An example of how an optimizer might determine whether to use the optimized version with optimized insertions and minimal logging will be described to further illustrate the concepts of FIG. 2. The optimizer can compare statistics of the current data distribution inside the table against the data distribution of the values about to be inserted. If the new values that will be inserted belong to a boundary currently empty inside the table, or a boundary beyond the current limit, then the inserts can be performed in the sorted order with minimal logging. If however, the data is distributed randomly (as opposed to contiguous groups of data), then the optimizer may choose to avoid the optimization and use the normal unsorted order without minimal logging. Optimized insertion and minimal logging will now be described in further detail in FIGS. 3-7.

FIG. 3 is a process flow diagram 270 for one implementation illustrating the steps involved in using optimized insertions and minimal logging for table insertions. The process of FIG. 2 applies when a setting or determination to use optimized insertions and minimal logging have been activated/made, either as an explicit setting, programmatically determined, or otherwise determined. A request is received by a database engine to process one or more SQL statements that insert data into one or more indexes in a table (step 272). The data to be inserted into the table is first sorted into a sorted list of data (step 274). In one implementation, the sorted order is in alphabetical, ascending order. The SQL statement(s) are processed to perform the optimized insertions of the data into a table using the sorted list of data (step 276). In other words, the order in which the data gets inserted into the table is the order in which the data appears in the newly sorted list of data (as opposed to the original unsorted list of the data for insertion). For each row insertion of data into the table that causes a page split where the new page is empty, minimal logging is performed (step 278). A page split is when a new page is allocated in the table because the particular page in the table is full. As noted previously, when that new page is empty, then minimal logging is performed. Minimal logging is described in further detail in FIGS. 6-7. Steps 272-278 are then repeated as applicable to process more SQL statements for inserting data into a table for one or more indexes.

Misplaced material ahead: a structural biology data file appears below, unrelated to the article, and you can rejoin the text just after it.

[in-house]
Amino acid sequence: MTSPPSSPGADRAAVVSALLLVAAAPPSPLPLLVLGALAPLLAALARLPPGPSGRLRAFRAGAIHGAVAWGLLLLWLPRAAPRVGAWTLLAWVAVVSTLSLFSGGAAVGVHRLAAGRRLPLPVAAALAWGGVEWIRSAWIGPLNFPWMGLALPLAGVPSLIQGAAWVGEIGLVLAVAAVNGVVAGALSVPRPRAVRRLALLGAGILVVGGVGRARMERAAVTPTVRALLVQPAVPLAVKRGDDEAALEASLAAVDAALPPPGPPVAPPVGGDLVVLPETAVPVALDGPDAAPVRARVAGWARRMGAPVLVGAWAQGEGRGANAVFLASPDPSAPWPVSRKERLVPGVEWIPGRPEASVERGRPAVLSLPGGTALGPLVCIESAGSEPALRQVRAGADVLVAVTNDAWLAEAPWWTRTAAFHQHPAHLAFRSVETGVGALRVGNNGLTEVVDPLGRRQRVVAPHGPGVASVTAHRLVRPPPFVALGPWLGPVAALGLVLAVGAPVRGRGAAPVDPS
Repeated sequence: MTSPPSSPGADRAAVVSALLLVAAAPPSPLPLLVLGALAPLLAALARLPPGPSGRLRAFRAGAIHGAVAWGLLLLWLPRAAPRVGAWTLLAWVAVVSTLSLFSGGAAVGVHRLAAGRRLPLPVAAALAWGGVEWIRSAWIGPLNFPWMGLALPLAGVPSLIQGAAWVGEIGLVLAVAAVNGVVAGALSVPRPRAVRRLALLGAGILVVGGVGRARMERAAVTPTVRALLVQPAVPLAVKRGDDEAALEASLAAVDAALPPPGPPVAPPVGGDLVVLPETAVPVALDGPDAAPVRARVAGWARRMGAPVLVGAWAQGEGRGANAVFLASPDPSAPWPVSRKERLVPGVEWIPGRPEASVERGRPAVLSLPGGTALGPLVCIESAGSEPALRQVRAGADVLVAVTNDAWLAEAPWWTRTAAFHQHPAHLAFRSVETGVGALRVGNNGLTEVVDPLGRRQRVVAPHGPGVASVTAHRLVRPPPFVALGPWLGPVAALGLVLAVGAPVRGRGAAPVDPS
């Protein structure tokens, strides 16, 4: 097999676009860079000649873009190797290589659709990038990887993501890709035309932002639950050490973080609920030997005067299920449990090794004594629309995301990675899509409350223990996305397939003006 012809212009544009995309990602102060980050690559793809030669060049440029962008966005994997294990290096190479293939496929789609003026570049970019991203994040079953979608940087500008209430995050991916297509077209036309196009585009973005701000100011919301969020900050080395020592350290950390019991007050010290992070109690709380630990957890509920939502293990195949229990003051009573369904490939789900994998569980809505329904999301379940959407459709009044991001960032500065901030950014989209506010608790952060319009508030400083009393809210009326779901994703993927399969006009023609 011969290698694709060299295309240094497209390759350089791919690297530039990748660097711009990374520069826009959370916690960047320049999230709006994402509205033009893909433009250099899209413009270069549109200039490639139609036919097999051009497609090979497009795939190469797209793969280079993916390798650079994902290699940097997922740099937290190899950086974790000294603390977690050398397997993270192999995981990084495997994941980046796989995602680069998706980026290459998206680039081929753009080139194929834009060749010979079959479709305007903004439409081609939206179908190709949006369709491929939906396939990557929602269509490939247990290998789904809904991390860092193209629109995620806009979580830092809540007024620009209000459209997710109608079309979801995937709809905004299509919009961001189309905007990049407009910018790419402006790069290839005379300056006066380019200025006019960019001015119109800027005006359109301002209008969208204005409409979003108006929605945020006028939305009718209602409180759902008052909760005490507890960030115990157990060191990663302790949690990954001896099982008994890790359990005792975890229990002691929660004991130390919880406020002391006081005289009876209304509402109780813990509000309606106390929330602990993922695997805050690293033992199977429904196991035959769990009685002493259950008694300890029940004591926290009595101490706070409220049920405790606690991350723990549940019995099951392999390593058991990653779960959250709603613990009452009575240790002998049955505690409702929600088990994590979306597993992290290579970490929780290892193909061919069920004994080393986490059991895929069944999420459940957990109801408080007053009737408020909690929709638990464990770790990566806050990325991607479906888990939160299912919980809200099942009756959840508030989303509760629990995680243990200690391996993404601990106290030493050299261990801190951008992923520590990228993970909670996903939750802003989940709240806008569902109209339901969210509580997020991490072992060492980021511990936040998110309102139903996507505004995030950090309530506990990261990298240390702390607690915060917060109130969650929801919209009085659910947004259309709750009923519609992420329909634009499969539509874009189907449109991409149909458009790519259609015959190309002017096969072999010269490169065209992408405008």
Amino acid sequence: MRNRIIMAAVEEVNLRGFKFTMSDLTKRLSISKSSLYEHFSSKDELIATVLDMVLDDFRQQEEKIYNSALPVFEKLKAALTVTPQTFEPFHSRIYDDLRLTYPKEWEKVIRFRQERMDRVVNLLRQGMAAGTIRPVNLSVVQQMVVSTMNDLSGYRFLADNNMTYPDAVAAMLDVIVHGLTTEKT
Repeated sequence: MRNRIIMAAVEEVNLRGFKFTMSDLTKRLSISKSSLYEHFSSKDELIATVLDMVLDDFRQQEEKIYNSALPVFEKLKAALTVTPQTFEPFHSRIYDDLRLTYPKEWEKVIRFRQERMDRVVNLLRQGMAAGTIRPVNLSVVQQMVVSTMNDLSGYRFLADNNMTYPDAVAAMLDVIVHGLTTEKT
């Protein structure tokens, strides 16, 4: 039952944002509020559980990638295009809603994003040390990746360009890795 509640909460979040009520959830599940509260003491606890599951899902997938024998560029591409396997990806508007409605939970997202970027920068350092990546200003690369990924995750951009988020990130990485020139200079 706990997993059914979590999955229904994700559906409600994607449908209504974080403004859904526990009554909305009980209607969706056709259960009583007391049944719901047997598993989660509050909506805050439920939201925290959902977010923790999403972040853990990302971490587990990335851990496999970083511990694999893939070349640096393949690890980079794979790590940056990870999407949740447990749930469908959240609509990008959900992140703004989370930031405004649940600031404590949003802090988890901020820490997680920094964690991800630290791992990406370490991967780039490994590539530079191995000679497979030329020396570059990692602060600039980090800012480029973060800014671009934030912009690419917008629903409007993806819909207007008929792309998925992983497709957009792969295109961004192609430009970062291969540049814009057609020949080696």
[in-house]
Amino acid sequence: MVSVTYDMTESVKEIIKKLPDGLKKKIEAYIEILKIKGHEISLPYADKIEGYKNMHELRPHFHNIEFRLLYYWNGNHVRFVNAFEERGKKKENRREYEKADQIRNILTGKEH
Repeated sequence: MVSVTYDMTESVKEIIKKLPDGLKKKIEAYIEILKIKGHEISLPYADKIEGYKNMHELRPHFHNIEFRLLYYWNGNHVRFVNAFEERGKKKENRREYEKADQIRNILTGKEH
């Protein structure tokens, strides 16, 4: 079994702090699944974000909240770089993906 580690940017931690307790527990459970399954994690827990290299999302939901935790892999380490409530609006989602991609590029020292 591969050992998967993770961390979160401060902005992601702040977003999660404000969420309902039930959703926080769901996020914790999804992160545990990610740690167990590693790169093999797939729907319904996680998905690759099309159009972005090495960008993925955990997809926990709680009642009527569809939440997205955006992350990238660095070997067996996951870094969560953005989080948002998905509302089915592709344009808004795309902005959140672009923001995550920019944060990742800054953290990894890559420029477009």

Turning now to FIG. 4, is a process flow diagram 290 is shown for one implementation illustrating the steps involved in performing optimized insertions. If the last page being accessed in the table is the last page of the table (decision point 292), then optimized insertions are performed on the last page without having to check any page boundaries (step 294). In other words, since the last page being inserted to is already the last page of the table, and since the key values being inserted are in sorted order, the system knows that the current key value to be inserted is in a higher order than the last key value that was inserted. That is why it is unnecessary to check the page boundaries to make sure the new key value being inserted will fit. The system just knows it will fit given these other factors and can save system resources by avoid unnecessary boundary checking.

However, if the last page being accessed is not the last page of the table (decision point 292), then the system checks to see if the current key being inserted falls into the boundaries of the last page that was accessed (decision point 296). If so, then the insertion is performed on the same page without having to do a full table traversal (step 298). This type of insertion can be less expensive in system resources than performing a table traversal, especially given that the key values are in a sorted order. However, if the current key being inserted does not fall into the boundaries of the last page that was accessed (decision point 296), then the insertion is performed using a full table traversal (step 300).

FIG. 5 is a process flow diagram 310 for one implementation illustrating the more detailed steps involved in performing optimized insertions. The system ensures that new data to be inserted into the table is sorted according to the sort-order of the table (step 312). As noted earlier, this can be an ascending, alphabetical order, but it could also be something different. One important point for this and other figures using the optimizations described herein is that the data being inserted into the table first be sorted into the same order as the data that already exists in the table. The table is traversed to find a page in the table where the first record should be inserted (step 314). If the record fits (decision point 316), then the insertion is performed (step 318), and the table traversal is performed for the next record (step 314). If the record does not fit (decision point 316), then the page is split, and a page lock is taken on the newly allocated page (step 320). A range lock is taken with the end range having the first value of the next page, if applicable (step 322). In other words, if there is no next page, then no range lock is taken, since the page lock on the last page in the table will be sufficient to guarantee that no one else can insert new data. The value of the first row on the next page is stored (step 324), or the fact that the value is unlimited is there is no next page.